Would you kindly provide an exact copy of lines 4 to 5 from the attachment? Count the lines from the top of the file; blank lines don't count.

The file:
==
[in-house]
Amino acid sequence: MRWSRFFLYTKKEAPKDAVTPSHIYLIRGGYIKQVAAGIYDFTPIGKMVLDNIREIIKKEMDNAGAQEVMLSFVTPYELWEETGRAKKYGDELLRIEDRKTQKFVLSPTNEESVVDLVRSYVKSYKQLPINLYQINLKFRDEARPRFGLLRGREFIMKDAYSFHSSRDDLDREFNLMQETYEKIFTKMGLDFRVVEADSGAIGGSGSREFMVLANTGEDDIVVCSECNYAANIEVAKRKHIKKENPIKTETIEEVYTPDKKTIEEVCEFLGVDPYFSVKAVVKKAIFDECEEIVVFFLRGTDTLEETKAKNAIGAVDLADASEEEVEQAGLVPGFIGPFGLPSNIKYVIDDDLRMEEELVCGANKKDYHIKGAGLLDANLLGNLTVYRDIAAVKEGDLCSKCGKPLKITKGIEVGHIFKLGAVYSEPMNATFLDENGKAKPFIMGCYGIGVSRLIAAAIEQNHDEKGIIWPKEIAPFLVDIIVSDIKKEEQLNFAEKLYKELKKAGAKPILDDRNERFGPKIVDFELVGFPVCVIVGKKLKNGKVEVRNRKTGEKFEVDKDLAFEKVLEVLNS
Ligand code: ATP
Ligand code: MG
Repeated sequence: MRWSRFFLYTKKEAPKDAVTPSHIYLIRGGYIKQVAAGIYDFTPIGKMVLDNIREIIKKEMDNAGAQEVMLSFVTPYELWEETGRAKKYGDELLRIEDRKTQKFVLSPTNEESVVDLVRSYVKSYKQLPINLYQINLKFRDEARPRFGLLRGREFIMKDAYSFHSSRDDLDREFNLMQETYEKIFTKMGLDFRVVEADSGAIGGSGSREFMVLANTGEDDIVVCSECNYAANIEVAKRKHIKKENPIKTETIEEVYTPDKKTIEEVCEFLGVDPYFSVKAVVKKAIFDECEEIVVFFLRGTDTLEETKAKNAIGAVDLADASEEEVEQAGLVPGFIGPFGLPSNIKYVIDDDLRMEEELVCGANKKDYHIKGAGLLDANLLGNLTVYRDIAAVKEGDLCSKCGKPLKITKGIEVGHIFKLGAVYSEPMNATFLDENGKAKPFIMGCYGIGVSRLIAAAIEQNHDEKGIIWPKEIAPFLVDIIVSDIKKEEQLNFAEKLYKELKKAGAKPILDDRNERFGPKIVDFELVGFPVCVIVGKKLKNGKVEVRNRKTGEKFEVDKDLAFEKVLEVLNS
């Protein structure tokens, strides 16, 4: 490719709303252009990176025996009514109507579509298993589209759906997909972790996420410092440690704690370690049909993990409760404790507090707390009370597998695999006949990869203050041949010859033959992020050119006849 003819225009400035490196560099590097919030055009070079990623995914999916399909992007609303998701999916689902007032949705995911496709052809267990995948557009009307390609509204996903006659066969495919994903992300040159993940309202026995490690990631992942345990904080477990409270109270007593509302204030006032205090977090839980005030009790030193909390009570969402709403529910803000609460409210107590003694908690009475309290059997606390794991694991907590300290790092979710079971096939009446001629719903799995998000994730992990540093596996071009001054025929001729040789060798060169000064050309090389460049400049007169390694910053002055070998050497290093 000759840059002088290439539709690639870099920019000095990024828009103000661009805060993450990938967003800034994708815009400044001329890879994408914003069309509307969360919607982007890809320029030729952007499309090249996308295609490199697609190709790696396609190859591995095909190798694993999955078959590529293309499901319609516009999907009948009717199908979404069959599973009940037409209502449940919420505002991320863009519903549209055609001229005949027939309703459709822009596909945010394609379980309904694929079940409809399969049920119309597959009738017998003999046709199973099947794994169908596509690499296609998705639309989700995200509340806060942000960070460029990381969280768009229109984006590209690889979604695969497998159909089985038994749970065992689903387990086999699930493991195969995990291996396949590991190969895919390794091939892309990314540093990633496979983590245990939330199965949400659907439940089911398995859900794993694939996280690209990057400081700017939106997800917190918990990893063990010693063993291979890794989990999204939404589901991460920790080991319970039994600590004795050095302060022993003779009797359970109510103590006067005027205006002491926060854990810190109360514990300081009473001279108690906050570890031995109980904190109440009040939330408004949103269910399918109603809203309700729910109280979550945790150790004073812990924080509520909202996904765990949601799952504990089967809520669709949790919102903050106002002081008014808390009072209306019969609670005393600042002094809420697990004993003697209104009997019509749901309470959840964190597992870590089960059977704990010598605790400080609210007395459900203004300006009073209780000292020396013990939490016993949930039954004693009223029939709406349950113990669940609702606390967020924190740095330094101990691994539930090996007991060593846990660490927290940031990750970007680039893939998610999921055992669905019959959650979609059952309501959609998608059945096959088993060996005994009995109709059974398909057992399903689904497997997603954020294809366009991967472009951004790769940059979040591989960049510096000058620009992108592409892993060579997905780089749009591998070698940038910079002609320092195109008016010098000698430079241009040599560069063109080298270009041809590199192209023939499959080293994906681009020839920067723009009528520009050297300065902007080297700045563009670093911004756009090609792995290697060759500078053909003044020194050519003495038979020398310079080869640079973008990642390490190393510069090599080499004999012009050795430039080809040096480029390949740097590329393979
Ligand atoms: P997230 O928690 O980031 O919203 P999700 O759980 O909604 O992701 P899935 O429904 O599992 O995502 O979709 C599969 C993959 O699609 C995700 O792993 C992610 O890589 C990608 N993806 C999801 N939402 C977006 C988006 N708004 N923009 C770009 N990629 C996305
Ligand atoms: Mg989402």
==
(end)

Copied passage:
Ligand code: MG
Repeated sequence: MRWSRFFLYTKKEAPKDAVTPSHIYLIRGGYIKQVAAGIYDFTPIGKMVLDNIREIIKKEMDNAGAQEVMLSFVTPYELWEETGRAKKYGDELLRIEDRKTQKFVLSPTNEESVVDLVRSYVKSYKQLPINLYQINLKFRDEARPRFGLLRGREFIMKDAYSFHSSRDDLDREFNLMQETYEKIFTKMGLDFRVVEADSGAIGGSGSREFMVLANTGEDDIVVCSECNYAANIEVAKRKHIKKENPIKTETIEEVYTPDKKTIEEVCEFLGVDPYFSVKAVVKKAIFDECEEIVVFFLRGTDTLEETKAKNAIGAVDLADASEEEVEQAGLVPGFIGPFGLPSNIKYVIDDDLRMEEELVCGANKKDYHIKGAGLLDANLLGNLTVYRDIAAVKEGDLCSKCGKPLKITKGIEVGHIFKLGAVYSEPMNATFLDENGKAKPFIMGCYGIGVSRLIAAAIEQNHDEKGIIWPKEIAPFLVDIIVSDIKKEEQLNFAEKLYKELKKAGAKPILDDRNERFGPKIVDFELVGFPVCVIVGKKLKNGKVEVRNRKTGEKFEVDKDLAFEKVLEVLNS